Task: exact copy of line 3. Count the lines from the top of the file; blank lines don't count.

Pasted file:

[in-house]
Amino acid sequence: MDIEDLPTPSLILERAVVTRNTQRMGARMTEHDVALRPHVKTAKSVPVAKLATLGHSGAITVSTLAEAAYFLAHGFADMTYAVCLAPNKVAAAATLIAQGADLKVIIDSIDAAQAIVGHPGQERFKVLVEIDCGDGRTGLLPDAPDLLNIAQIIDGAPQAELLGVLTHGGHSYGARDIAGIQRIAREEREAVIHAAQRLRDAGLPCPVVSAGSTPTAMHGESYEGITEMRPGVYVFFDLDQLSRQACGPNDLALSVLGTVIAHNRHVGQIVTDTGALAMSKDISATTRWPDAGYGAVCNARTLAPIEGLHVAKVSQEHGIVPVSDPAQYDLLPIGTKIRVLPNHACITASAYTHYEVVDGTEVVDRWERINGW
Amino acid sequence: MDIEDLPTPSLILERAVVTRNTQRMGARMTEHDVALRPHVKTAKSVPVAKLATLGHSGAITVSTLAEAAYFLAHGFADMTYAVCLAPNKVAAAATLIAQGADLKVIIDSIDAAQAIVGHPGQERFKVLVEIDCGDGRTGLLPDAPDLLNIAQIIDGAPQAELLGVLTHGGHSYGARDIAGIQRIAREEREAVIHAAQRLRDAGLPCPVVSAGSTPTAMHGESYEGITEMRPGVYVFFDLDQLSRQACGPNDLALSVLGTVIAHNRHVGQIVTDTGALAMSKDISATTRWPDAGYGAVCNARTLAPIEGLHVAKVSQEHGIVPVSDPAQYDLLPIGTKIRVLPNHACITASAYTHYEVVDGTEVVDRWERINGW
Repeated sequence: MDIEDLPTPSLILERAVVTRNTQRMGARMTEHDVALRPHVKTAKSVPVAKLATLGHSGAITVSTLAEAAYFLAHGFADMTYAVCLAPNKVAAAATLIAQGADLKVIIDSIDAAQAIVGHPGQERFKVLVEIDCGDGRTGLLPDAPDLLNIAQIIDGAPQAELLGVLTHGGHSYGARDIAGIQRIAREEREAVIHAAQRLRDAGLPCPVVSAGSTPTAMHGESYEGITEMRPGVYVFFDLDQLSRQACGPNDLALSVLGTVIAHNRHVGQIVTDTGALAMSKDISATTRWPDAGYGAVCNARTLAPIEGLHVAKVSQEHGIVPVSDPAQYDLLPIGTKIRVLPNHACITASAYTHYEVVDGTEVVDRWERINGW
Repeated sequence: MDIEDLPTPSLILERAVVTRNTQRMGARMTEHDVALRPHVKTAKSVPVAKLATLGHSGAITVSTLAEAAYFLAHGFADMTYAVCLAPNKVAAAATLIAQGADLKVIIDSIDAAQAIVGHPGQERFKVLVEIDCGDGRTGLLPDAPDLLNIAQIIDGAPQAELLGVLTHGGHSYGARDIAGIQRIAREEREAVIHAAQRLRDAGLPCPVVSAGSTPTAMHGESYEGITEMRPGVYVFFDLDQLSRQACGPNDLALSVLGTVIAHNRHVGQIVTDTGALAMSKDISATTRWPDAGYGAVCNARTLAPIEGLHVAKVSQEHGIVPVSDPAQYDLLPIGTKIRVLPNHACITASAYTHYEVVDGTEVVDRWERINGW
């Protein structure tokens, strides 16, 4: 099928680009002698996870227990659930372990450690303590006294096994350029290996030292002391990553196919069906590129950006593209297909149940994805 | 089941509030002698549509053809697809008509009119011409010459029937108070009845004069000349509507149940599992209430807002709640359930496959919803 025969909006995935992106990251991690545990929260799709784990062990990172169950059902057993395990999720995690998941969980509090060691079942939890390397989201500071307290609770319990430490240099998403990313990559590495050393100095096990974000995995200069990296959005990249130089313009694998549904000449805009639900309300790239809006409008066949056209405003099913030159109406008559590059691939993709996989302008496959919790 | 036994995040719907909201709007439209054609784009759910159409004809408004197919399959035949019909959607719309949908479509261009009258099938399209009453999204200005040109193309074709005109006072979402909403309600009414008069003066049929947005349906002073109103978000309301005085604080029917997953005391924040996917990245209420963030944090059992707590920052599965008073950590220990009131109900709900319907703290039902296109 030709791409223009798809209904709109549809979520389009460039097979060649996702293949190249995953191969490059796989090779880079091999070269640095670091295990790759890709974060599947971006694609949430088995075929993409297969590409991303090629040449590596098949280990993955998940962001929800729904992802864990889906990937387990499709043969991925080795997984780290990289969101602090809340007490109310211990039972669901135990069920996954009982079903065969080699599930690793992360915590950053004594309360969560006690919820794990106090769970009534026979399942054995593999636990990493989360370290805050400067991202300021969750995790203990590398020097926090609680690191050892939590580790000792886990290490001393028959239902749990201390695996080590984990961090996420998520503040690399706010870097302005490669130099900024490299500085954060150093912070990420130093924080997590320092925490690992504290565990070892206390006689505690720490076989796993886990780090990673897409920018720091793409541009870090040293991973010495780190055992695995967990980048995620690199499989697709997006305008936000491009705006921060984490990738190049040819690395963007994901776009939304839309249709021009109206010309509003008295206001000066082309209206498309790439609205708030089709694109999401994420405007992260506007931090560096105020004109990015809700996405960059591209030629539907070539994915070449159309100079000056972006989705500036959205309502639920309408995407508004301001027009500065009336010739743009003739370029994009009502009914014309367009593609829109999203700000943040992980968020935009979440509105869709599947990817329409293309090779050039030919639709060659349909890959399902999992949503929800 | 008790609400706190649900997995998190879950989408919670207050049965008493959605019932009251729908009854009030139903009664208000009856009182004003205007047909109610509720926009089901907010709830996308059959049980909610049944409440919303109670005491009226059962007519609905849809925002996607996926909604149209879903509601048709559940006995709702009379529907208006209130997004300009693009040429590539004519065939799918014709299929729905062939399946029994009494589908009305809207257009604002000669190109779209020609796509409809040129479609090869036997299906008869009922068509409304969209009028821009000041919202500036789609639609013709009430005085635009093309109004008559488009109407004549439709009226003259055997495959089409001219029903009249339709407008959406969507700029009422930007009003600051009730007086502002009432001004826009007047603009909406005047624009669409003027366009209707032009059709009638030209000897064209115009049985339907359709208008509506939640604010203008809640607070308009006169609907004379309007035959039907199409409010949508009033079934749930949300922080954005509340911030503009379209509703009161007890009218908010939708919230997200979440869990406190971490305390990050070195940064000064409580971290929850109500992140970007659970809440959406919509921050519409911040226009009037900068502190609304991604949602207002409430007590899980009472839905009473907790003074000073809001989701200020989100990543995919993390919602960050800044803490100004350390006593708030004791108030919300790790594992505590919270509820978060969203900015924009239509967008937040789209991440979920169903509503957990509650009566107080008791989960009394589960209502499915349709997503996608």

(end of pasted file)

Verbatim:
Amino acid sequence: MDIEDLPTPSLILERAVVTRNTQRMGARMTEHDVALRPHVKTAKSVPVAKLATLGHSGAITVSTLAEAAYFLAHGFADMTYAVCLAPNKVAAAATLIAQGADLKVIIDSIDAAQAIVGHPGQERFKVLVEIDCGDGRTGLLPDAPDLLNIAQIIDGAPQAELLGVLTHGGHSYGARDIAGIQRIAREEREAVIHAAQRLRDAGLPCPVVSAGSTPTAMHGESYEGITEMRPGVYVFFDLDQLSRQACGPNDLALSVLGTVIAHNRHVGQIVTDTGALAMSKDISATTRWPDAGYGAVCNARTLAPIEGLHVAKVSQEHGIVPVSDPAQYDLLPIGTKIRVLPNHACITASAYTHYEVVDGTEVVDRWERINGW